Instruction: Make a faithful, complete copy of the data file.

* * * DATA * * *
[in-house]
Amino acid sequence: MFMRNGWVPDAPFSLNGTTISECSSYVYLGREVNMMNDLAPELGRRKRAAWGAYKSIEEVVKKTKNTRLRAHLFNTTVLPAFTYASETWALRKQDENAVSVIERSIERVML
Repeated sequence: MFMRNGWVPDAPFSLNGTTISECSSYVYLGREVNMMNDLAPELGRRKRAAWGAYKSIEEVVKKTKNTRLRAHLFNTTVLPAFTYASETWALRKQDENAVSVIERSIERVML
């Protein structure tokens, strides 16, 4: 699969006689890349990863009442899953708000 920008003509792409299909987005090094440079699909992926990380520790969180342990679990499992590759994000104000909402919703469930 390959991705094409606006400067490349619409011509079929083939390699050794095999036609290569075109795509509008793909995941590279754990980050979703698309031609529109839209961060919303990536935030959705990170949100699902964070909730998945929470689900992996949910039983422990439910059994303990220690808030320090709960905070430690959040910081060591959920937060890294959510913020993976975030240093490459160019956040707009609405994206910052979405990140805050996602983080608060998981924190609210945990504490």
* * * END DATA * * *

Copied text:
[in-house]
Amino acid sequence: MFMRNGWVPDAPFSLNGTTISECSSYVYLGREVNMMNDLAPELGRRKRAAWGAYKSIEEVVKKTKNTRLRAHLFNTTVLPAFTYASETWALRKQDENAVSVIERSIERVML
Repeated sequence: MFMRNGWVPDAPFSLNGTTISECSSYVYLGREVNMMNDLAPELGRRKRAAWGAYKSIEEVVKKTKNTRLRAHLFNTTVLPAFTYASETWALRKQDENAVSVIERSIERVML
């Protein structure tokens, strides 16, 4: 699969006689890349990863009442899953708000 920008003509792409299909987005090094440079699909992926990380520790969180342990679990499992590759994000104000909402919703469930 390959991705094409606006400067490349619409011509079929083939390699050794095999036609290569075109795509509008793909995941590279754990980050979703698309031609529109839209961060919303990536935030959705990170949100699902964070909730998945929470689900992996949910039983422990439910059994303990220690808030320090709960905070430690959040910081060591959920937060890294959510913020993976975030240093490459160019956040707009609405994206910052979405990140805050996602983080608060998981924190609210945990504490």